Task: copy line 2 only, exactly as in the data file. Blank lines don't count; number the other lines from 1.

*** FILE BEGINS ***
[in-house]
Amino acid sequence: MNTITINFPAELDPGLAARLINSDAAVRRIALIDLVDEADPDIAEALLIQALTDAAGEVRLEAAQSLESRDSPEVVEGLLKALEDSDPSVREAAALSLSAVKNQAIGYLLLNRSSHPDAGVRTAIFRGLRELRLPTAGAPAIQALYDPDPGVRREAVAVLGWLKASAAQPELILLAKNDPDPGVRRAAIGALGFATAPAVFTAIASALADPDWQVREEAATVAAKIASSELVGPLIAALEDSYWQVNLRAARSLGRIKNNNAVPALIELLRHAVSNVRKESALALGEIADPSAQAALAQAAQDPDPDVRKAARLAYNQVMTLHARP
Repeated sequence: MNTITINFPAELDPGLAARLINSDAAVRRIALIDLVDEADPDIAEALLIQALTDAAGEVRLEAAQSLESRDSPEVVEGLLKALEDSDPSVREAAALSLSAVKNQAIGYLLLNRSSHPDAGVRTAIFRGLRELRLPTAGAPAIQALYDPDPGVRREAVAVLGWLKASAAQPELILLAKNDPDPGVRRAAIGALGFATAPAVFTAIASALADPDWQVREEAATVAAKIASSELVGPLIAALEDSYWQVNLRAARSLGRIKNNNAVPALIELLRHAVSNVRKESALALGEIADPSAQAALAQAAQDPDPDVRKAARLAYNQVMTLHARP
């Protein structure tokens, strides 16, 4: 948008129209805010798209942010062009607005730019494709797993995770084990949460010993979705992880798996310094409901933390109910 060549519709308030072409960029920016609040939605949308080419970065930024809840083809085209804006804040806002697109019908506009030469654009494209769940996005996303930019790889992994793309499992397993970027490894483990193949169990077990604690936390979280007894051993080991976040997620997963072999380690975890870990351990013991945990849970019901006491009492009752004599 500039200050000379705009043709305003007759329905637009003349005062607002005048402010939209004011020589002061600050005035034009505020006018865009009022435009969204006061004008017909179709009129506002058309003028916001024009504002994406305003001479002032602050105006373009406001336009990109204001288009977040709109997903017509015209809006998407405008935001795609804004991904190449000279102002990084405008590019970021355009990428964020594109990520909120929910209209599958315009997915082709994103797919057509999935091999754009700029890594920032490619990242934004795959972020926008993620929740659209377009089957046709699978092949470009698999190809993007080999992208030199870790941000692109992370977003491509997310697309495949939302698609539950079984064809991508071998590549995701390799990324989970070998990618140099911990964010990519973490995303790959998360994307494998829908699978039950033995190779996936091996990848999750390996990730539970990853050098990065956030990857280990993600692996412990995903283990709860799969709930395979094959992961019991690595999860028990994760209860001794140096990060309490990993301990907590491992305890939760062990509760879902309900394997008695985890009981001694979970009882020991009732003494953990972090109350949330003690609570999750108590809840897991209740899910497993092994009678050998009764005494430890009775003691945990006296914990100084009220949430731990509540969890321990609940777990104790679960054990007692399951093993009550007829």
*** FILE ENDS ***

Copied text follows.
Amino acid sequence: MNTITINFPAELDPGLAARLINSDAAVRRIALIDLVDEADPDIAEALLIQALTDAAGEVRLEAAQSLESRDSPEVVEGLLKALEDSDPSVREAAALSLSAVKNQAIGYLLLNRSSHPDAGVRTAIFRGLRELRLPTAGAPAIQALYDPDPGVRREAVAVLGWLKASAAQPELILLAKNDPDPGVRRAAIGALGFATAPAVFTAIASALADPDWQVREEAATVAAKIASSELVGPLIAALEDSYWQVNLRAARSLGRIKNNNAVPALIELLRHAVSNVRKESALALGEIADPSAQAALAQAAQDPDPDVRKAARLAYNQVMTLHARP